Learning Objectives

  • To explain how a comprehensive set of policies was put in place in the last 16 years, and why it’s not possible to directly import models from other countries

 

Addiction and Trauma: Strengthening Young Adult Recovery

Dr. Claudia Black

Room: Main Ballroom September 7 3:30 pm to 5 pm

Presentation Description

Recognize relationship of emotional dysregulation to addictions, identify dynamics of developmental trauma, list eight core elements to a healthy treatment process.

Working with the young adult with addictive disorders most often also means working with co-occurring disorders of anxiety and depression. This presentation will focus on the dynamics of underlying trauma that fuel these disorders.  Recognizing not just blatant traumas, but addressing developmental trauma is significant in their treatment.   Claudia will conclude by addressing treatment protocol that recognizes the development needs of this age group that is different from their older counterparts.

Learning Objectives

  • Recognize relationship of emotional dysregulation to addictions
  • Identify dynamics of developmental trauma
  • List eight core elements to a healthy treatment process

Drugs: Breaking the Cycle

Dr. Neil McKeganey, Scotland

Director of the Centre for Substance Use Glasgow Scotland

ROOM Main Ballroom 3:20 – 5 pm

Presentation Description:

Drugs: Breaking the Cycle

Using “Recovery Capital” to change the dynamics of communication and influence, ensuring health and well-being are at the centre of policy and planning.

In this presentation I will outline relevant experience from the UK on establishing a focus on recovery and recovery capital within drug treatment policy and practice. The presentation will consider some of the obstacles to establishing a focus on recovery and recovery capital and considers the ways in which treatment practice may need to change to develop an enhanced focus upon recovery. The presentation will consider the contribution not only of professional treatment staff in realizing the goals of a recovery focused drug treatment system but also the importance of moving beyond a narrow focus on client and provider.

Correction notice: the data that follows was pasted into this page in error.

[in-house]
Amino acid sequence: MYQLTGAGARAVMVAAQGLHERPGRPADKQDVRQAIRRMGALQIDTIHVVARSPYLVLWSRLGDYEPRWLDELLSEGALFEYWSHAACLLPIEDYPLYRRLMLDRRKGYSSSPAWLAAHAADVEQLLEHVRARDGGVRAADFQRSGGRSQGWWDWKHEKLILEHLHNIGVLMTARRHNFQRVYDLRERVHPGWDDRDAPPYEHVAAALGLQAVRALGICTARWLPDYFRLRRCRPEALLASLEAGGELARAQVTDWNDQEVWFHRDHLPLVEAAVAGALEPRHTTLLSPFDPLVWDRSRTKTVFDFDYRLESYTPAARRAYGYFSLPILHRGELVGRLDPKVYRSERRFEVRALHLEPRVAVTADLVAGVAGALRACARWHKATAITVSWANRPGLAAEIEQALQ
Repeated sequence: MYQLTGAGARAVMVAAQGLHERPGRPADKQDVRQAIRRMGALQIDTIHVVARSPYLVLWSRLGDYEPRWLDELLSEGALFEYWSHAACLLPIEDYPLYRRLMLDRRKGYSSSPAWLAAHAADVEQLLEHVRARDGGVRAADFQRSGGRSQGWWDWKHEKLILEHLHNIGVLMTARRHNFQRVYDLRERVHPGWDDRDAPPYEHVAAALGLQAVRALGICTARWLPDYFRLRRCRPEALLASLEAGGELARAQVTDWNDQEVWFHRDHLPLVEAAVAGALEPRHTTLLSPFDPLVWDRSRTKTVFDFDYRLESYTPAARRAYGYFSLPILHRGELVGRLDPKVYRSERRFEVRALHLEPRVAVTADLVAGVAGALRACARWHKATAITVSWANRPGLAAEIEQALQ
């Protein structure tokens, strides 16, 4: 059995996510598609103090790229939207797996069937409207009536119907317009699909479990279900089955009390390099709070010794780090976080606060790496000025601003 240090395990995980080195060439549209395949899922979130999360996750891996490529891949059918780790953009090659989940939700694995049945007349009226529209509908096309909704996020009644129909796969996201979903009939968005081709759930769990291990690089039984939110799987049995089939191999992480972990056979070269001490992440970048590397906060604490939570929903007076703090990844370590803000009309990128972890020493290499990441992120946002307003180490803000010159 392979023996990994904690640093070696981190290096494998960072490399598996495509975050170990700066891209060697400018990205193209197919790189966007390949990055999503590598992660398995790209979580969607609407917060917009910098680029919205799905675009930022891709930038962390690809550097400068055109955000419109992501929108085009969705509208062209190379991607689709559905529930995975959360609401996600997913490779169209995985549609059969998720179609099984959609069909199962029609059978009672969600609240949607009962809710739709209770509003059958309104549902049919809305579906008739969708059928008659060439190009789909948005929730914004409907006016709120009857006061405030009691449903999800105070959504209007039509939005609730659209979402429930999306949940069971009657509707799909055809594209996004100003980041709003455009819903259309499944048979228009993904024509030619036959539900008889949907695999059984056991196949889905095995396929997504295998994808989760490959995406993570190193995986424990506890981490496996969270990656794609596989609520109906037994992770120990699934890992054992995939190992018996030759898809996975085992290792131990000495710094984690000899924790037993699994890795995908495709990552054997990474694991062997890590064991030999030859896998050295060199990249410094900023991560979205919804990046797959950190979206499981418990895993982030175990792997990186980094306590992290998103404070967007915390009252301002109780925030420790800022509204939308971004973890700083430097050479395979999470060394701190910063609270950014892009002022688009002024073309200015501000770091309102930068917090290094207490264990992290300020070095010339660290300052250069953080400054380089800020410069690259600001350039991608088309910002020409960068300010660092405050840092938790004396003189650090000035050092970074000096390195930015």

Learning Objectives

  • To form a clear understanding of the contribution of a recovery focus in drug treatment policy and provision.
  • To better understand the potential challenges to developing a recovery focus in drug treatment policy and provision.
  • To critically consider the roles and responsibilities that may attach to treatment provider and client within an expanded understanding of recovery work.

What Is Recovery?

Elements that define recovery and the Science of Recovery systems.

Room – Studio 411 September 7, 1:30 to 3 pm

Dr. Jane Witbrodt, Alcohol Research Group, Associate Scientist, Formal and informal solutions to recovery from substance use disorders with emphasis on gender, racial/ethnic and cross-cultural differences.

Presentation Description:

Addictions medicine has long possessed reliable instruments for diagnosing substance abuse disorders. However, a way of measuring the opposite end of the problem spectrum – recovery – has been missing. The first large scale U.S. study provided an empirically-derived definition of recovery based on how it is experienced by those who actually live it. To uncover the definition of recovery, intensive qualitative and quantitative research was conducted, culminating in an online survey that was completed by 9,341 people experiencing different pathways to recovery. These pathways included treatment, 12-step groups, non-12-step groups, medication-assisted recovery, and natural recovery. The study identified 39 recovery elements that define recovery. These elements are grouped into five areas: abstinence in recovery, essentials of recovery, enriched recovery, spirituality of recovery, and uncommon elements of recovery. Results may be useful for reducing stigma and opening dialog about addiction, because the definition clearly demonstrates many positive “ways of being” that define recovery.

Learning objectives:

1) gain an understanding of the mixed research methods used (including use of a large scale online survey) to create a definition of recovery;